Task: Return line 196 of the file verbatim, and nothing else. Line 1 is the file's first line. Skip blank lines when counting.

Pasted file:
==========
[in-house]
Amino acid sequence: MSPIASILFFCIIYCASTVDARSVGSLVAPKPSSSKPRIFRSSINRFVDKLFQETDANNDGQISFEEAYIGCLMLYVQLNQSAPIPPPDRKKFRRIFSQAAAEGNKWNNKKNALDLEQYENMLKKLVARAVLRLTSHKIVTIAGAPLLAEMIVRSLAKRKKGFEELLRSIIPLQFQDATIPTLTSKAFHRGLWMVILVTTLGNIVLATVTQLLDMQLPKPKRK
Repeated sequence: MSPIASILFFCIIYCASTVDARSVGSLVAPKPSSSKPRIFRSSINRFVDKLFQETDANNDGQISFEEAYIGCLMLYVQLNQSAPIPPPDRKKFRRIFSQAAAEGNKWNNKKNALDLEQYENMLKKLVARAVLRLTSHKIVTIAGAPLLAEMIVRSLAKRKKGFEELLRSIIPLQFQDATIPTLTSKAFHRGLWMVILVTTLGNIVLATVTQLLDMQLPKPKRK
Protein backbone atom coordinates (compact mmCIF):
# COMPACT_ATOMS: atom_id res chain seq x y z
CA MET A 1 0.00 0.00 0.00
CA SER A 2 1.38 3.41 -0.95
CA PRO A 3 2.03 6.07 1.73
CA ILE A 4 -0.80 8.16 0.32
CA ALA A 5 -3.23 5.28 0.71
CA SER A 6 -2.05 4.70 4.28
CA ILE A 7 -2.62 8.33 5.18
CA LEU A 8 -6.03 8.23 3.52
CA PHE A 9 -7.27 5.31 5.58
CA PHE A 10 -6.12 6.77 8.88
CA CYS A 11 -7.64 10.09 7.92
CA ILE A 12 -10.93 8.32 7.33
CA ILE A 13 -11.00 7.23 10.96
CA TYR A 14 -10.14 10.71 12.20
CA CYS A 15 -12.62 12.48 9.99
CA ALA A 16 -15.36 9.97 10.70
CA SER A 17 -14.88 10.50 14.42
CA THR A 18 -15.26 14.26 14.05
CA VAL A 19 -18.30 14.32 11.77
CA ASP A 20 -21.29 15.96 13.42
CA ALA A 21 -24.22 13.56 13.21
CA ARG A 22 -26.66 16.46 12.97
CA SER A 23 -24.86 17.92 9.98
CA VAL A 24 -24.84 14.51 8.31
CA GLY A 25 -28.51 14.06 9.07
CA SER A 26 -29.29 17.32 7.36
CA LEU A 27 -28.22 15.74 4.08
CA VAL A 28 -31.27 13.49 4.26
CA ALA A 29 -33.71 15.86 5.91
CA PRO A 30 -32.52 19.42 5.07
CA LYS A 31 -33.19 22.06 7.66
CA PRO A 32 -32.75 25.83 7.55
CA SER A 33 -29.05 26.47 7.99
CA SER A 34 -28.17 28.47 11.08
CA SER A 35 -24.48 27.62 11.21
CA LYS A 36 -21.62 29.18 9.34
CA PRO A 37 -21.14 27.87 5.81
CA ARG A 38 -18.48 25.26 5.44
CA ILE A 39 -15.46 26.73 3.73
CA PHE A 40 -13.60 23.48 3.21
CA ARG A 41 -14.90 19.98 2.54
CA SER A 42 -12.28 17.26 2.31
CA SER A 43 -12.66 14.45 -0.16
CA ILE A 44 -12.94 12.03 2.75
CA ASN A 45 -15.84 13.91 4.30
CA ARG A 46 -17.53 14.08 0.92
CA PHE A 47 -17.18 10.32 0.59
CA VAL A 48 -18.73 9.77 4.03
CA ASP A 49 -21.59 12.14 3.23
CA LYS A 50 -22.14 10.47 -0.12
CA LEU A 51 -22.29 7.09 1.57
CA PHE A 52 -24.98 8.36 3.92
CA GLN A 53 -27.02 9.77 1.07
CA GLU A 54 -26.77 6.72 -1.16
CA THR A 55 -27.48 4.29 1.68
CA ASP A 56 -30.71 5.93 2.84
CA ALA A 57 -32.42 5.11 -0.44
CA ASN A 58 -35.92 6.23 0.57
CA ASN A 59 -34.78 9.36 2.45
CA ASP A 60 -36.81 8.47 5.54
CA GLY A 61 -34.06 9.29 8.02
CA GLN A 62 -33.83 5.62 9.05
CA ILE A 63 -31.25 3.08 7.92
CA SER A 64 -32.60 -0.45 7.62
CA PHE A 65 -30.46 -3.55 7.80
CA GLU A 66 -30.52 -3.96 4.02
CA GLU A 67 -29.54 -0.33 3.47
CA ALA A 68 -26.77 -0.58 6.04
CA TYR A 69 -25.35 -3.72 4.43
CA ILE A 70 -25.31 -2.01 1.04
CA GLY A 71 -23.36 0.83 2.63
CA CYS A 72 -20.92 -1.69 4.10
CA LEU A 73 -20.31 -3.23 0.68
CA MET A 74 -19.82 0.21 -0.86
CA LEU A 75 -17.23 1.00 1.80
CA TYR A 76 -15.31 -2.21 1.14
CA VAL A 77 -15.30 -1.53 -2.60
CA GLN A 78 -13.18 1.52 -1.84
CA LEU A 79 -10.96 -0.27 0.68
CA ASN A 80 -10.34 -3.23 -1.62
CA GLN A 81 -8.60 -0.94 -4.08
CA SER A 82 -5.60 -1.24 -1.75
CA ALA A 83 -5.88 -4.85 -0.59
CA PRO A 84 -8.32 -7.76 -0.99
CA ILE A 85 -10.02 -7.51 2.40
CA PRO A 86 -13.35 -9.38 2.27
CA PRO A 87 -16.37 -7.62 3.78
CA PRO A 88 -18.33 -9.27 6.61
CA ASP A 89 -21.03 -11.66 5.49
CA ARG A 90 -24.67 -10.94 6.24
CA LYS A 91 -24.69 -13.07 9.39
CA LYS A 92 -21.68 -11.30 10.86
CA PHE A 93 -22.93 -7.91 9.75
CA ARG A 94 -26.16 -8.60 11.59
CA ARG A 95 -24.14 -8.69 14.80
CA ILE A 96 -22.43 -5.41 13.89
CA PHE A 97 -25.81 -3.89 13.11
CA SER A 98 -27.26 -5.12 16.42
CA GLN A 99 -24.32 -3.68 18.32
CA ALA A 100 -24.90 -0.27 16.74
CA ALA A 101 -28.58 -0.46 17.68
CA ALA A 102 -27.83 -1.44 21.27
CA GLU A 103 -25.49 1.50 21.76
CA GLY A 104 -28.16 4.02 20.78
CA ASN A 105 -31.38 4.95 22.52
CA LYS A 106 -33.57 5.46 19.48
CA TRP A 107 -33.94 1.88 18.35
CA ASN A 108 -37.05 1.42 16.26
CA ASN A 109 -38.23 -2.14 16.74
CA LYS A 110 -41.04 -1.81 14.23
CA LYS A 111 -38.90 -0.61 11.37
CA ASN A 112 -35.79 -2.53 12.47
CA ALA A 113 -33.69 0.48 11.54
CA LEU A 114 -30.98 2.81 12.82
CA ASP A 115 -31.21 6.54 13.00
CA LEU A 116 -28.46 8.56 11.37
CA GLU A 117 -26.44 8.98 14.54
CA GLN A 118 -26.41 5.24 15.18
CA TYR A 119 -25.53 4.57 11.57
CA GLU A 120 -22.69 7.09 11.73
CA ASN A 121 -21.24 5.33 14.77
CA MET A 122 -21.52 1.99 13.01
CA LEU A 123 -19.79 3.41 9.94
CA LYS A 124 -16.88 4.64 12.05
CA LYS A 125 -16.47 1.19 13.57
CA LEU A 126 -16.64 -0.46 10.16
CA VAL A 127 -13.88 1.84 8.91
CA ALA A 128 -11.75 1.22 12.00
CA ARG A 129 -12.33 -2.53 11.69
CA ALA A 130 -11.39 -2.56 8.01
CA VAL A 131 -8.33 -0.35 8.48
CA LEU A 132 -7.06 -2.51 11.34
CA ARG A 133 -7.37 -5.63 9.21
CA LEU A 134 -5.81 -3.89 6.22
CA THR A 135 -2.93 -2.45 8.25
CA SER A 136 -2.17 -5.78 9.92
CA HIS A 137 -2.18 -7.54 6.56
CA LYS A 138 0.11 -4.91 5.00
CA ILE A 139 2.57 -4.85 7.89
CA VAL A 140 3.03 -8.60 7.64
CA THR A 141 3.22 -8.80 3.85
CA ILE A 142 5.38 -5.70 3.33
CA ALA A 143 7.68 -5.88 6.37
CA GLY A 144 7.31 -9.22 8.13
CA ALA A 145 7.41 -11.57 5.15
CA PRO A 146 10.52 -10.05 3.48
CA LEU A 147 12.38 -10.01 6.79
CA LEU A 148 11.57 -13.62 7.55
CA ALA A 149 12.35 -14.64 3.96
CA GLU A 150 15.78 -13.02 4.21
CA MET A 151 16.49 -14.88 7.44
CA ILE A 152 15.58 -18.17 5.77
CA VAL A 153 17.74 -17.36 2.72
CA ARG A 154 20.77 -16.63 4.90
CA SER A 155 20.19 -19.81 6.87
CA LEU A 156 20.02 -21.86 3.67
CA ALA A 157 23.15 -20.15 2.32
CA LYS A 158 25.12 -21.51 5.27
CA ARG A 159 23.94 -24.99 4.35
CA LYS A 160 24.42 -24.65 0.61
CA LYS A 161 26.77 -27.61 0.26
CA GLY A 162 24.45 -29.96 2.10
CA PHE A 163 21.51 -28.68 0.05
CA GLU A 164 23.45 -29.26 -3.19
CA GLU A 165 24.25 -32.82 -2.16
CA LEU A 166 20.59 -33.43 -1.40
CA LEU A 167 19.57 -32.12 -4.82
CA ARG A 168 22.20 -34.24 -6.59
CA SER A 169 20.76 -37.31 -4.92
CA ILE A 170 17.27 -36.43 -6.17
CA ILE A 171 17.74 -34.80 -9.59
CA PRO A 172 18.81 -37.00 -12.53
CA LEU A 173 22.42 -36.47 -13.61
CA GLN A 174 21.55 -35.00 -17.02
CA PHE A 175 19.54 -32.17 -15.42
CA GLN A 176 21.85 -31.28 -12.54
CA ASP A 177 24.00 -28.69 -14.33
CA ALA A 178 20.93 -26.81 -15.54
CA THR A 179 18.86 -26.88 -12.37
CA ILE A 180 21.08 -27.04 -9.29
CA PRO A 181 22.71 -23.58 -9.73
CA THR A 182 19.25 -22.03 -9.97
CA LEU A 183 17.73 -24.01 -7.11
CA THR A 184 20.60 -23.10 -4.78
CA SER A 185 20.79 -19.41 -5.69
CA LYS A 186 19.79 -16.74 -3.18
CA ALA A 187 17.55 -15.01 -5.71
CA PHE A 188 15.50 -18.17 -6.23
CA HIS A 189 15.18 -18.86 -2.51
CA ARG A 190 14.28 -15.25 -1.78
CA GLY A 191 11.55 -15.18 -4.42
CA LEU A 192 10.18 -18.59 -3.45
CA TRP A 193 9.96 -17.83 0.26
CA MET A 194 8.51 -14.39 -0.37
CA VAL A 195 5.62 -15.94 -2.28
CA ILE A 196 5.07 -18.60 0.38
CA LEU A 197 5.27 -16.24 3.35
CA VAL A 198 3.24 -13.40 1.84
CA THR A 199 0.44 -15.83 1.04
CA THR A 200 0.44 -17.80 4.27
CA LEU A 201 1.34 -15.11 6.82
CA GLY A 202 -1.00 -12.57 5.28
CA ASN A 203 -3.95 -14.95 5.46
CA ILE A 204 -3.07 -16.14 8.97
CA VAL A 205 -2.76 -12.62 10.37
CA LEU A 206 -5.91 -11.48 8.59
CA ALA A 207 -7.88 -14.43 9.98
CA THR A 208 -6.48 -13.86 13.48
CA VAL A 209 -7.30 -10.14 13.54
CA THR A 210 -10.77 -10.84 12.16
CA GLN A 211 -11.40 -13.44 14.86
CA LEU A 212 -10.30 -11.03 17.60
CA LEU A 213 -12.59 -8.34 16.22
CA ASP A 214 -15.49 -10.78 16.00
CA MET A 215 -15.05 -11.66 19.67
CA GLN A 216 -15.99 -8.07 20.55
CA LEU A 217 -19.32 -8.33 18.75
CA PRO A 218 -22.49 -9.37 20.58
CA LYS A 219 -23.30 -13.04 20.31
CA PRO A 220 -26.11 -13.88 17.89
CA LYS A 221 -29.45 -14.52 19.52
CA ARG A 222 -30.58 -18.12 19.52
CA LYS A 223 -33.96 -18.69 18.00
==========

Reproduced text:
CA GLY A 191 11.55 -15.18 -4.42